Borecores collected from the east-central region of Alberta, Canada were sub-sampled and studied for paleomagnetic remanence characteristics. A magnetostratigraphy has been established for sediments previously assumed to represent multiple continental (Laurentide) glaciations, but for which no geochronology was available. Based on the Quaternary record elsewhere in Alberta and Saskatchewan, it was thought that some of these units might well be pre-late Wisconsin units.
The Quaternary sedimentary record is composed of till and lesser thicknesses of interbedded glacio-lacustrine and outwash sediments, which may be up to 300 m thick within buried valleys. Most of the sampled units are not accessible from outcrop and their sedimentology and stratigraphy is derived from core data only. In 4 of 16 borecores sampled to date, diamict that is located in a similar stratigraphic position as previously mapped Bronson Lake Formation till, is reversely magnetized, indicating it is at least Early Pleistocene in age. This formation is underlain by Empress Formation sediments and/or Colorado Group shales, and overlain by normally magnetized glacigenic sediments of the Bonnyville, Marie Creek and Grand Centre formations respectively.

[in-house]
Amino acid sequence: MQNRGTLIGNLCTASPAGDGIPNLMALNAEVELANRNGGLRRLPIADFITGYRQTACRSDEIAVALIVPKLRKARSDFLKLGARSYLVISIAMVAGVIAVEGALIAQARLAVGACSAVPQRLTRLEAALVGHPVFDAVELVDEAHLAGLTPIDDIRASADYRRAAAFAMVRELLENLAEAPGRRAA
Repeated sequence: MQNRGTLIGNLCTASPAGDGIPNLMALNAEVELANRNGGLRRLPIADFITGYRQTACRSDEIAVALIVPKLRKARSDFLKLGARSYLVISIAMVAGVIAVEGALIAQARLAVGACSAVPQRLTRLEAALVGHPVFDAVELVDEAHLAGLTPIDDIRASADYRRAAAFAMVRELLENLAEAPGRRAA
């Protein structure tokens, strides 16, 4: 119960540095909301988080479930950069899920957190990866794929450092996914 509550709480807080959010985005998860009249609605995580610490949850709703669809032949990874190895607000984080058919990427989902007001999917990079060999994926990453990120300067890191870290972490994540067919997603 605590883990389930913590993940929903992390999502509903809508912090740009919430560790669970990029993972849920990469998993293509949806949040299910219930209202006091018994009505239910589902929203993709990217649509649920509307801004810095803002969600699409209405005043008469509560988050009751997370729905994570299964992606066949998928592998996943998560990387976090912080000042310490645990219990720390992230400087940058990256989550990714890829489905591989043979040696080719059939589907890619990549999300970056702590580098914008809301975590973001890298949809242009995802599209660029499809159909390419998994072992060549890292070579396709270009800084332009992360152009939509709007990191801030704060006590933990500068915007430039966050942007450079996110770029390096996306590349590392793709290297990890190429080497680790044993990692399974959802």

This new record of Early Pleistocene glaciation in north-central Alberta places the westernmost extent of earliest Laurentide ice some 300 km farther westward from its previously established limit in the Saskatoon to Regina region of the western Canadian prairies, but still well short of the all-time limit and elevation established during the Late Wisconsin (Late Pleistocene) in the foothills of the Alberta and Montana Rocky Mountains.
Andriashek, L.D. and Barendregt, R.W. (2016): Evidence for Early Pleistocene glaciation from borecore stratigraphy in north-central Alberta; Alberta Energy Regulator, AER/AGS Report 92, 34 p.